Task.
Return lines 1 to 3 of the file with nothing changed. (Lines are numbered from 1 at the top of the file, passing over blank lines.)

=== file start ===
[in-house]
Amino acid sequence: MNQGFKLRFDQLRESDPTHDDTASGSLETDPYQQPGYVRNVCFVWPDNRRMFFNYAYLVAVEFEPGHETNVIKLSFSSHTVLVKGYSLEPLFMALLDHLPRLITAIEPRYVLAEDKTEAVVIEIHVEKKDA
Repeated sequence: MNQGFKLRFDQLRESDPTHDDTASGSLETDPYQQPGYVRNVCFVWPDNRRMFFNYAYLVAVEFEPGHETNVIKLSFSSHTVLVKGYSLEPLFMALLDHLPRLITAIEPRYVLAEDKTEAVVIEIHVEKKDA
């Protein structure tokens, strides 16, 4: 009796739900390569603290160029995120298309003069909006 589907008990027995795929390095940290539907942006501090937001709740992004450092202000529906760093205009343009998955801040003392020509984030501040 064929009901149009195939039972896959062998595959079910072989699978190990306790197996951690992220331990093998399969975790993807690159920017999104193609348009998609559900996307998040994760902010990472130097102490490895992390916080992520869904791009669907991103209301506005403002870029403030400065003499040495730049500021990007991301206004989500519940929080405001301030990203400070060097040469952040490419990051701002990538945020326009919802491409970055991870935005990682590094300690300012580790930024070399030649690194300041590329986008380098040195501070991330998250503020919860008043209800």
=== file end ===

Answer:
[in-house]
Amino acid sequence: MNQGFKLRFDQLRESDPTHDDTASGSLETDPYQQPGYVRNVCFVWPDNRRMFFNYAYLVAVEFEPGHETNVIKLSFSSHTVLVKGYSLEPLFMALLDHLPRLITAIEPRYVLAEDKTEAVVIEIHVEKKDA
Repeated sequence: MNQGFKLRFDQLRESDPTHDDTASGSLETDPYQQPGYVRNVCFVWPDNRRMFFNYAYLVAVEFEPGHETNVIKLSFSSHTVLVKGYSLEPLFMALLDHLPRLITAIEPRYVLAEDKTEAVVIEIHVEKKDA